The H.M.S. Chronabelle Continues: Introducing Captain Mouse

Cap­tain Mouse, by Krista Bren­nan

Our week aboard the H.M.S. Chron­abelle con­tin­ues with Cap­tain Mouse, a.k.a. Mouse Reeve.  As an adven­tur­er aboard the beloved air­ship, Cap­tain Mouse elab­o­rates upon the dis­so­nance between mod­ern and anti­quat­ed tech­nol­o­gy.  I espe­cial­ly appre­ci­ate her fas­ci­na­tion with the tan­gi­ble, diy aspects of steam­punk, myself the liv­ing pro­duc­tion of a lov­ing eye for detail.

The Steam­punk Bible: What is your per­son­al def­i­n­i­tion of Steam­punk?

Cap­tain Mouse: Steam­punk is the result of tak­ing Vic­to­ri­an tech­nol­o­gy, aes­thet­ics, and ideas and rein­vent­ing them in light of mod­ern tech­nol­o­gy, aes­thet­ics, and ideas. Or pos­si­bly it is the oth­er way around.

SPB: How long have you been involved/interested in Steam­punk?

CM: I don’t think I could put an exact date on it. There are aspects of Steam­punk that have always appealed to me in some form or anoth­er, and the sub­cul­ture serves as more of a way to group and artic­u­late these inter­ests than to define them.

SPB: What dif­fer­ences do you see between now and when you start­ed?

CM: The dif­fer­ences are mind-bog­gling, but all in my head. I don’t have any­thing resem­bling a con­cept of the Steam­punk world out­side of my direct per­cep­tion. I’ve shift­ed away from the online com­mu­ni­ty over time and got­ten more inter­est­ed in the tech­ni­cal mak­er side, but as some­one who doesn’t like ice cream or extend­ed sun­shine, I hard­ly think I am indica­tive of any larg­er trends.

SPB: How did your crew come togeth­er? 

CM: I found out about Steam­punk from some­where or oth­er, told Lady Almi­ra, found out she was a long-time Girl Genius read­er, and it cas­cad­ed out from there. There was an appeal for each of us.

SPB: What is it about out­dat­ed tech­nol­o­gy – like diri­gi­bles – that appeal to and inspire you?

CM: I take a spe­cial plea­sure in the dis­so­nance of mod­ern and anti­quat­ed tech­nol­o­gy – it forces a per­son to look twice, and pro­vides a basis and on which to reflect on our rela­tion­ship with tech­nol­o­gy today. There is also some­thing amaz­ing about the mechan­i­cal. The ubiq­ui­ty of com­put­ers makes it easy to for­get that there are oth­er approach­es to so many prob­lems. All one has to do is open the smooth and blank lap­top and type in a few words and mag­i­cal­ly things hap­pen, but there is a dis­con­nect between the action and the results. With a gear train, one can see exact­ly how this caus­es that on an imme­di­ate phys­i­cal lev­el. There is some­thing very excit­ing about the tan­gi­ble. I think this is also the rea­son that so many Steam­punk cre­ations exter­nal­ize the mech­a­nisms that are usu­al­ly hid­den – It gives us a sense of own­er­ship through under­stand­ing.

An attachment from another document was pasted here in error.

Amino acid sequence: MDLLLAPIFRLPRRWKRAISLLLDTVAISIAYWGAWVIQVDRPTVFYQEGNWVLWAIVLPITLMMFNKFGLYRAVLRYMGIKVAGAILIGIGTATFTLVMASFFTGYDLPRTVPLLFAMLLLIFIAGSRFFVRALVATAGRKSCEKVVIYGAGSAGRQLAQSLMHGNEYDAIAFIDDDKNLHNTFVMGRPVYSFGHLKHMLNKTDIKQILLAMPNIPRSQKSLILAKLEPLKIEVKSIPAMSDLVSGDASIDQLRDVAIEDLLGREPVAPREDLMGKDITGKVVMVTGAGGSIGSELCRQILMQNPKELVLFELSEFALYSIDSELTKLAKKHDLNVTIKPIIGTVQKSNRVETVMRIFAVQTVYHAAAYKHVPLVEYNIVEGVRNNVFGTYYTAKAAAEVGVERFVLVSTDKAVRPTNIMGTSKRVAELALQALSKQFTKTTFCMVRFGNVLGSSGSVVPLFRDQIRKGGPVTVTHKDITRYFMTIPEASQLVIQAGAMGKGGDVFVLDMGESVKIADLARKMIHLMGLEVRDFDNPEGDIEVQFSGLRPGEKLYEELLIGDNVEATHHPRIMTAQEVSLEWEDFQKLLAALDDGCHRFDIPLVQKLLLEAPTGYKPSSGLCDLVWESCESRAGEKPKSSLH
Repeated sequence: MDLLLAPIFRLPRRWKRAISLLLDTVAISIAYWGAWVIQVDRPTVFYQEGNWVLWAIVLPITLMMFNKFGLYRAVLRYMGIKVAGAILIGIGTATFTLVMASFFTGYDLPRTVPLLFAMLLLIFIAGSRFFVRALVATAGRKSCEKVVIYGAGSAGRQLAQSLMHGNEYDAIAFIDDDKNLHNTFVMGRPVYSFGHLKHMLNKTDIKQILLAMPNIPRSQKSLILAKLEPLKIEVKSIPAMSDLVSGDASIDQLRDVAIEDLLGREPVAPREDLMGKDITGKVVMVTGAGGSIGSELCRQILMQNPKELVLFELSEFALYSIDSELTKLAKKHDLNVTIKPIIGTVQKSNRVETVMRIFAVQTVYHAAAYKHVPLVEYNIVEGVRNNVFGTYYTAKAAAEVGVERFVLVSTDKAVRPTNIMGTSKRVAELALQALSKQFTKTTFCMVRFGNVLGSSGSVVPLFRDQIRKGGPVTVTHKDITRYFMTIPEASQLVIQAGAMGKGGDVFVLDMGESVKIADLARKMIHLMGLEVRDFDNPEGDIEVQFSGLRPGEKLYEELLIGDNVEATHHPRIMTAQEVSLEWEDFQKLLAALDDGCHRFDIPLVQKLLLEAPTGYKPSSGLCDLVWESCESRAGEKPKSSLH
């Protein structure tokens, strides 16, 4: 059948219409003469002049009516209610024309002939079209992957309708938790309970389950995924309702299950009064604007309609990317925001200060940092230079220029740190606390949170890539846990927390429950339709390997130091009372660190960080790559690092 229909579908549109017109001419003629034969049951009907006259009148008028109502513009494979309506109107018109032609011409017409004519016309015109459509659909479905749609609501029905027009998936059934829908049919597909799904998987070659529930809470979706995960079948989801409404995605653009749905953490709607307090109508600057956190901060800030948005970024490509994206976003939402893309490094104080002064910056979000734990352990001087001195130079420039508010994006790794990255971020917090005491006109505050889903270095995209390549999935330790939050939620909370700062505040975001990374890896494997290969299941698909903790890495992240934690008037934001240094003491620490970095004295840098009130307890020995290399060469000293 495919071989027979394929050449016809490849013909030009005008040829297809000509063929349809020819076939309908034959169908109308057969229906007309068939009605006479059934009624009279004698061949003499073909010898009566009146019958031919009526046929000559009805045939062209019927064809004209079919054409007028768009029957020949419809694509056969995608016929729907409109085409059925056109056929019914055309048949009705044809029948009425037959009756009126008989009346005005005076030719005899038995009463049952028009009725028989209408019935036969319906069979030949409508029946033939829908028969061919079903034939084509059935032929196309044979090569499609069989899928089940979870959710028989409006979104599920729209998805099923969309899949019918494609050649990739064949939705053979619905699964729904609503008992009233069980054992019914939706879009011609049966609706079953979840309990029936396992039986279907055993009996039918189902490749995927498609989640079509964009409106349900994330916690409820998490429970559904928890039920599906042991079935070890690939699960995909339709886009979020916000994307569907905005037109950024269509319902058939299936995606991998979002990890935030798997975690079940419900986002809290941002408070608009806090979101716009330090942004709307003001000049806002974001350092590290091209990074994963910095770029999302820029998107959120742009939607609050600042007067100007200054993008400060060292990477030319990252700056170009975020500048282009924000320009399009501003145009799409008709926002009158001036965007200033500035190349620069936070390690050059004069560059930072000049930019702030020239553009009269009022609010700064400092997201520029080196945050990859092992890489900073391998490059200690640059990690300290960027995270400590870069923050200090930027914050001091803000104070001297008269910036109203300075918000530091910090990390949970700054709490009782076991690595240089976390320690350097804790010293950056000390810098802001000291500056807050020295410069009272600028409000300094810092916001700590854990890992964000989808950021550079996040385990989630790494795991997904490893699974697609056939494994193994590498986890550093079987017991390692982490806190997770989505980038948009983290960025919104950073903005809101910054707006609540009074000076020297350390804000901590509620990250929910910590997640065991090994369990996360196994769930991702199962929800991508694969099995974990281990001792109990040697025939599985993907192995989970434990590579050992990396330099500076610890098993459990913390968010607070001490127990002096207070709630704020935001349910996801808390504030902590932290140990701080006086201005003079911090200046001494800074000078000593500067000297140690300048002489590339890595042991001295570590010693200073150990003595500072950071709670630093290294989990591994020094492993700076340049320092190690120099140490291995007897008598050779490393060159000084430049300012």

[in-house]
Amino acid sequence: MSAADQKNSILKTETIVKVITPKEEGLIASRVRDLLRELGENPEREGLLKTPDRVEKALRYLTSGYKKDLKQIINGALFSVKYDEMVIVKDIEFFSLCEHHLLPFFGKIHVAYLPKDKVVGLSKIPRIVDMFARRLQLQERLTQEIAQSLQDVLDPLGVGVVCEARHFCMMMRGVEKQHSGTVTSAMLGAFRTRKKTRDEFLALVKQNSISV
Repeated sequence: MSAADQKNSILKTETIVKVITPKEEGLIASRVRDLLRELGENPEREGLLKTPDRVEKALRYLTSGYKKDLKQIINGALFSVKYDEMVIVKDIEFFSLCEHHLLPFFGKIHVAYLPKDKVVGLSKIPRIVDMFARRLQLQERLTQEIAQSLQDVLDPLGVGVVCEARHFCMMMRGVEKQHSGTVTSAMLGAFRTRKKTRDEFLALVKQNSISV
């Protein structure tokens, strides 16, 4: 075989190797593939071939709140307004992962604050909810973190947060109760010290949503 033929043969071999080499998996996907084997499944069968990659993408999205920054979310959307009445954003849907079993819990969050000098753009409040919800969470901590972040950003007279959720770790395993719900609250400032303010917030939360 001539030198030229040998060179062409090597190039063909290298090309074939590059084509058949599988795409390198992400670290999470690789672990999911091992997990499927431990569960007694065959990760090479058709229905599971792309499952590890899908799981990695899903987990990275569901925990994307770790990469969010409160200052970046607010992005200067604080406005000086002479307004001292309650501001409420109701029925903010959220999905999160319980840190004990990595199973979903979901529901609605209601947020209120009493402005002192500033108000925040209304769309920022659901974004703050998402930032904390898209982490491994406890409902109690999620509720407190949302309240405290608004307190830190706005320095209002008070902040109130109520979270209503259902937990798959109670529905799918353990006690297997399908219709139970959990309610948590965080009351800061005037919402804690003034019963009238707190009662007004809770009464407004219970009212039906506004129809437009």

SPB: Why did you all decide to “live” on an air­ship?  What does it pro­vide for you that 21st cen­tu­ry real­i­ty can­not?

CM: On the sur­face-most lev­el, pow­er, auton­o­my, and self-deter­mi­na­tion. That’s real­ly appeal­ing, espe­cial­ly to peo­ple com­ing in like we did, as young peo­ple still in high school and depen­dant on their fam­i­lies, but begin­ning towards inde­pen­dence. But obvi­ous­ly the appeal runs much deep­er than that. It is a bit like a utopi­an com­mu­ni­ty, but with­out all the logis­ti­cal prob­lems – we can pick through Vic­to­ri­an and mod­ern ideas, take what we like and reject what we don’t, and con­struct some­thing new in a way that would be extra­or­di­nar­i­ly dif­fi­cult in the real world. And we just don’t get to have epic bat­tles with ray guns and air krak­en in every­day life.

SPB: What is it about the steam­punk aes­thet­ic that appeals to you?

CM: The Steam­punk aes­thet­ic cuts away the dis­pos­abil­i­ty of mod­ern con­sumer prod­ucts and replaces it with the last­ing, qual­i­ty, and unique. Mass pro­duc­tion cre­ates piles of imper­son­al, dis­pos­able goods made from cheap mate­ri­als with ques­tion­able labor prac­tices and far too much plas­tic. Steam­punk avoids syn­thet­ic mate­ri­als and uti­lizes the hand-made or mod­ded, fin­er mate­ri­als, and intri­cate designs, and a lov­ing eye for detail.

SPB: Where do you all get your inspi­ra­tion for your cos­tumes, and can you talk about its influ­ences?

CM: Ear­ly 20th cen­tu­ry mil­i­tary style has always appealed, as well as art deco and sur­re­al­ism. I am always inspired by math­e­mat­ics: frac­tals, pat­terns, and so on.

SPB: Future of Steam­punk fash­ion?  Where do you see it evolv­ing too?

CM: I am always pleased to see Steam­punk-influ­enced items in main­stream stores; I think Steam­punk has some great sar­to­ri­al­ly ideas and it’s love­ly to see them being used. That said, I don’t see Steam­punk fash­ion ever entire­ly catch­ing on in the wider world, but I’m pret­ty alright with that as well.

“The H.M.S. Chronabelle Continues: Introducing Captain Mouse” was published in Interviews, Uncategorized.

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